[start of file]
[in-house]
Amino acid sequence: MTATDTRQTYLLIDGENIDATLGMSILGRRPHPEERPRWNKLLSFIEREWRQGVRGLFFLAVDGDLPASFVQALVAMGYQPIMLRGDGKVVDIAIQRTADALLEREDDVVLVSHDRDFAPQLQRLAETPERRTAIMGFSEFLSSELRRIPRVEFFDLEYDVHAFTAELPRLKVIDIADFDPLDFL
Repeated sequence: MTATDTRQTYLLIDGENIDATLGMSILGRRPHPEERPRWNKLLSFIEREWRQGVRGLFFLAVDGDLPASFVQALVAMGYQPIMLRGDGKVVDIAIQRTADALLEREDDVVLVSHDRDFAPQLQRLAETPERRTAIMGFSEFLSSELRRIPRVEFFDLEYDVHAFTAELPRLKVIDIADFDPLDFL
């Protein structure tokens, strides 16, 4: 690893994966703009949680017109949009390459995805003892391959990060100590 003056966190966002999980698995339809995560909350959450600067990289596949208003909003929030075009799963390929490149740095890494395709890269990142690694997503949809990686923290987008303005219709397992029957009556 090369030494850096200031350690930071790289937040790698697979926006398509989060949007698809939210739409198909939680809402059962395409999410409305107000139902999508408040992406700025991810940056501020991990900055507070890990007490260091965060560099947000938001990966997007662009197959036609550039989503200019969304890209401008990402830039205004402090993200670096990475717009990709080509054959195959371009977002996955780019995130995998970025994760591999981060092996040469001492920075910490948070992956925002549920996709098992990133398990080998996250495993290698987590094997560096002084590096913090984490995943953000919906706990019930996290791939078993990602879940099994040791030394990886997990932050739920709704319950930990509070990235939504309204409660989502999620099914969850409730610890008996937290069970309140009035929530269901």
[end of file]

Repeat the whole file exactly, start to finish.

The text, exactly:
[in-house]
Amino acid sequence: MTATDTRQTYLLIDGENIDATLGMSILGRRPHPEERPRWNKLLSFIEREWRQGVRGLFFLAVDGDLPASFVQALVAMGYQPIMLRGDGKVVDIAIQRTADALLEREDDVVLVSHDRDFAPQLQRLAETPERRTAIMGFSEFLSSELRRIPRVEFFDLEYDVHAFTAELPRLKVIDIADFDPLDFL
Repeated sequence: MTATDTRQTYLLIDGENIDATLGMSILGRRPHPEERPRWNKLLSFIEREWRQGVRGLFFLAVDGDLPASFVQALVAMGYQPIMLRGDGKVVDIAIQRTADALLEREDDVVLVSHDRDFAPQLQRLAETPERRTAIMGFSEFLSSELRRIPRVEFFDLEYDVHAFTAELPRLKVIDIADFDPLDFL
């Protein structure tokens, strides 16, 4: 690893994966703009949680017109949009390459995805003892391959990060100590 003056966190966002999980698995339809995560909350959450600067990289596949208003909003929030075009799963390929490149740095890494395709890269990142690694997503949809990686923290987008303005219709397992029957009556 090369030494850096200031350690930071790289937040790698697979926006398509989060949007698809939210739409198909939680809402059962395409999410409305107000139902999508408040992406700025991810940056501020991990900055507070890990007490260091965060560099947000938001990966997007662009197959036609550039989503200019969304890209401008990402830039205004402090993200670096990475717009990709080509054959195959371009977002996955780019995130995998970025994760591999981060092996040469001492920075910490948070992956925002549920996709098992990133398990080998996250495993290698987590094997560096002084590096913090984490995943953000919906706990019930996290791939078993990602879940099994040791030394990886997990932050739920709704319950930990509070990235939504309204409660989502999620099914969850409730610890008996937290069970309140009035929530269901």